In most performances of Peter Pan, the actor who plays the children's father also plays Captain Hook. In this story, the children's father is Peter Pan.
When grown-up Peter first meets Hook, he tries to show them his passport as proof of his identity. Smee grabs it away and tosses it aside. So how does he get back home? When he gets back to England, he is home.
Tinker Bell speaks English instead of her traditional ringing bell "fairy language". I always figured that the writers were ignoring the fairy language for the sake of the audience understanding her dialogue. Then it occurred to me that the only characters she talks to are Peter, Captain Hook, and the Lost Boys, all of whom could understand fairy speak in the original story. So Tinker Bell really is speaking Fairy and Translation Convention is at work. Which adds another layer to adult Peter's first meeting with Tink - for all he's "grown up" he can still understand fairies, probably without realizing he was doing it.
Jack's drawing implies that he hopes his dad falls out of the plane with no parachute. The Drawing takes on a double meaning when he finds out his father is Peter Pan.
The Pirates and Hook somehow manage to get to the real world to steal Pan's children. The reason for this is that in original adventure, Peter shanghaied Hook's ship to take Wendy, John and Michael home. To do this, Tink Fairy dusted the ship and everyone used their happy thoughts to fly it back to England. Obviously, Pan took the ship back and somewhere along the line Hook gets it back. The dust is still on it. His happy thought: One day meeting Pan again to finish the war they started.
Tinkerbell seems much nicer than her book counterpart. Then again, the book was based on Wendy's recollections, and we know they didn't get along.
A small one in Hook: On her way to Neverland, Tinker Bell sprinkles a kissing couple with fairy dust, causing them to float — above a bridge. The question is: Will they float just as gently back down?
Hook tries to invoke this on Peter to psyche him in battle.
Hook: You know you're not really Peter Pan, this is all a dream. When you wake up you'll be Peter Banning: a cold, selfish man, who drinks too much, is obsessed with success and runs and hides from his wife and children.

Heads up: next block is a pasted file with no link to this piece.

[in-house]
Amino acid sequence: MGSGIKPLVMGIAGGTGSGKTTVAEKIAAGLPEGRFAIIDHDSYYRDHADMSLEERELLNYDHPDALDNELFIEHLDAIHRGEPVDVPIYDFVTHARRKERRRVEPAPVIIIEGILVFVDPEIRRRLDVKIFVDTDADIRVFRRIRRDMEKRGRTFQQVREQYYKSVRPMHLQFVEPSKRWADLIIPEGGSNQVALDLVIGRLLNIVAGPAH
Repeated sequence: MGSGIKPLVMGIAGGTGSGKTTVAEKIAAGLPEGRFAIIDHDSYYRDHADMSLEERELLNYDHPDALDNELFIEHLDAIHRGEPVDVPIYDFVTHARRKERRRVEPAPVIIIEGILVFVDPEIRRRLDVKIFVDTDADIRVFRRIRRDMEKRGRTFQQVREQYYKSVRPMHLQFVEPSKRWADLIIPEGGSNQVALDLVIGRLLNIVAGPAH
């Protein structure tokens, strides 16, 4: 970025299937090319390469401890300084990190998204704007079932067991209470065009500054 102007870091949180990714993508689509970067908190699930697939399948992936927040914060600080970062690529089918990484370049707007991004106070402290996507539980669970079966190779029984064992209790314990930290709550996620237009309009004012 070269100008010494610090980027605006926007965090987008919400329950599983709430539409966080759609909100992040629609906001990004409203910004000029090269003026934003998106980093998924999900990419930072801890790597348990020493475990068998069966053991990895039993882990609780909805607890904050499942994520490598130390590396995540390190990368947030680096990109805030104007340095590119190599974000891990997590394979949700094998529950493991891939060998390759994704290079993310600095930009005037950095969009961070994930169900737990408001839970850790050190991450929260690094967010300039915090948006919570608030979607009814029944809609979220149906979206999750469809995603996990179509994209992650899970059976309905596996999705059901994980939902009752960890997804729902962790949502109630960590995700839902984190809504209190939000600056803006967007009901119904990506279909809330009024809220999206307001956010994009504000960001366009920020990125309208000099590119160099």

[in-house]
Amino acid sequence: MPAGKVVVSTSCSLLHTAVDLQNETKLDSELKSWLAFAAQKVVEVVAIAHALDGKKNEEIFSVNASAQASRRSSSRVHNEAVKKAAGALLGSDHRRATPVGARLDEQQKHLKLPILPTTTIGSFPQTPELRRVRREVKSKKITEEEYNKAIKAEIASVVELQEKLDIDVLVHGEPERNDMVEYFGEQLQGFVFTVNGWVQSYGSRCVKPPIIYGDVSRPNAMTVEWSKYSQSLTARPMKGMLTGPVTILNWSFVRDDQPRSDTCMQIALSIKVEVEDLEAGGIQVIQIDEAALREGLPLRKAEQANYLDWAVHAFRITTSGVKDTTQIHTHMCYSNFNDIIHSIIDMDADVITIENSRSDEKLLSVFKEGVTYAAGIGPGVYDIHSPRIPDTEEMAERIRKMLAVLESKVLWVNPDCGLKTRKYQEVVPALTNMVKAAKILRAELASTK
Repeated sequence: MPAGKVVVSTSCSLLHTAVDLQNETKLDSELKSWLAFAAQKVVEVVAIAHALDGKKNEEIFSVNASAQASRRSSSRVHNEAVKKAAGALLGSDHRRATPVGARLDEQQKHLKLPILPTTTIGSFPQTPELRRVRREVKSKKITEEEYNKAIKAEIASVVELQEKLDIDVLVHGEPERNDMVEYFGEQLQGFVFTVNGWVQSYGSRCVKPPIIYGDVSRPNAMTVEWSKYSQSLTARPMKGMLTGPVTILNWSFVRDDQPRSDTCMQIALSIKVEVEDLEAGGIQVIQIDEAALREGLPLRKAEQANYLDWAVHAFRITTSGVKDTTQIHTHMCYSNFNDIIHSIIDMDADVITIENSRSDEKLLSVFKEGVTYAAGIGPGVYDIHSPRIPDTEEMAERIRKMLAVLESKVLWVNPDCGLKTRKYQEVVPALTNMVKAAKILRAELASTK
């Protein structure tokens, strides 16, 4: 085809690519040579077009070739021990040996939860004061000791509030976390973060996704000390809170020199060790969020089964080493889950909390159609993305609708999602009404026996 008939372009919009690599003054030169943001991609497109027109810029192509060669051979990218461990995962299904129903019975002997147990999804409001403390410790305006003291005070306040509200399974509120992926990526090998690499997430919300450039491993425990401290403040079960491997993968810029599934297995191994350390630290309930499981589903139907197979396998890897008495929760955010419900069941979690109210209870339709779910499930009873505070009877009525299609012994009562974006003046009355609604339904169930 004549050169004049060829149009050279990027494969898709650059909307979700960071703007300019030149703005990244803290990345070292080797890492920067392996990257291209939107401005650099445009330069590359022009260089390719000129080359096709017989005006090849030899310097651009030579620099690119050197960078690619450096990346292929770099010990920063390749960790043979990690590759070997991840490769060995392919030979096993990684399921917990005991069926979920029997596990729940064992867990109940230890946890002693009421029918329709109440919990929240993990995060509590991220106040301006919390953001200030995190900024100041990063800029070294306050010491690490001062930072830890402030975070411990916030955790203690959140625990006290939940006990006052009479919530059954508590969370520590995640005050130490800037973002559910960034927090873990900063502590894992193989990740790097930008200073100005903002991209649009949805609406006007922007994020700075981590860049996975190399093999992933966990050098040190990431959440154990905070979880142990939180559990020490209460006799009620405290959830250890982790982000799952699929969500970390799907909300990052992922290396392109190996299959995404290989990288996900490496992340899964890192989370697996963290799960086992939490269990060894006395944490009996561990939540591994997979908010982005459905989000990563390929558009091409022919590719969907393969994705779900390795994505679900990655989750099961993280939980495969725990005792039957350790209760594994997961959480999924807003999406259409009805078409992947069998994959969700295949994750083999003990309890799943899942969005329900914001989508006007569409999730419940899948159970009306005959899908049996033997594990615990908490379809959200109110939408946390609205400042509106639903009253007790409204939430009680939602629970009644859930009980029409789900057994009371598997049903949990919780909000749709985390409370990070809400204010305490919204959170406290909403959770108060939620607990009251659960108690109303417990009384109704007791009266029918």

More of a Squick comical sense, but in the beginning Maggie plays Wendy in a kid's play of Peter Pan. During which much like the actual Wendy she expects a kiss from Peter instead of a thimble. It seems cute at first, but then she find's out that the person Play Pan is based off is her father....
Given that her father, the real Peter Pan, now considers the real Wendy to be his grandmother, the implications are just too strange and complex to really hit.
It's become clear that The Lost Boys will kill any adult (Save for Pan since he won them over.) Under the assumption that all adults are pirates. What do you think is gonna happen, once The nice Elderly Tootles arrives to try to reconnect with his fellow lost boys?
Near the end of the film, we see Jack and Maggie fly back into the room, but with Peter, we see him asleep on the ground as it was All Just a Dream. It may be some age difference with people coming back from Neverland, and shows that Peter really has grown up.
At the start of the film, Jack is playing a Little League game, despite it clearly being Winter. What?
Maybe they're in California?
Peter calls it the Santa Series; the Umpire is wearing a Santa beard and everything. People are wearing coats and scarves, but clearly they live in a US state that doesn't get much snow.
If you go to the scene where Peter is looking into Tink's house, then you'll notice that Tink has Peter Banning's driver's licsense. From freeze framing it at the right moment, you can read off that Peter has a San Francisco licsense.